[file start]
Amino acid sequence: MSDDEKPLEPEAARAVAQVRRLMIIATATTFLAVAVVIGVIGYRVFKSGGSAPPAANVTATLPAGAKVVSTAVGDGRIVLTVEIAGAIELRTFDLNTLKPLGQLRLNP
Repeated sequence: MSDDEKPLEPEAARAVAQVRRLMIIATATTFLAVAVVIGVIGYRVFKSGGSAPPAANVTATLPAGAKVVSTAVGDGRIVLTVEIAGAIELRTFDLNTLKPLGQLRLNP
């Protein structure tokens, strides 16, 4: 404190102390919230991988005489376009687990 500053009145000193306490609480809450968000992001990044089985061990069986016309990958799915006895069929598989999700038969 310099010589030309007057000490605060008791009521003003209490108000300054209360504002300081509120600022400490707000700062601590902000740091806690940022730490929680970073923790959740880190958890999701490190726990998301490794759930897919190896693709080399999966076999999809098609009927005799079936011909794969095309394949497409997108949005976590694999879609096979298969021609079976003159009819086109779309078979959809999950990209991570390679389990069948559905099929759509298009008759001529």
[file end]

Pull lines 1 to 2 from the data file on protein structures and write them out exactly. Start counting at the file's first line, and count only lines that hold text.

Amino acid sequence: MSDDEKPLEPEAARAVAQVRRLMIIATATTFLAVAVVIGVIGYRVFKSGGSAPPAANVTATLPAGAKVVSTAVGDGRIVLTVEIAGAIELRTFDLNTLKPLGQLRLNP
Repeated sequence: MSDDEKPLEPEAARAVAQVRRLMIIATATTFLAVAVVIGVIGYRVFKSGGSAPPAANVTATLPAGAKVVSTAVGDGRIVLTVEIAGAIELRTFDLNTLKPLGQLRLNP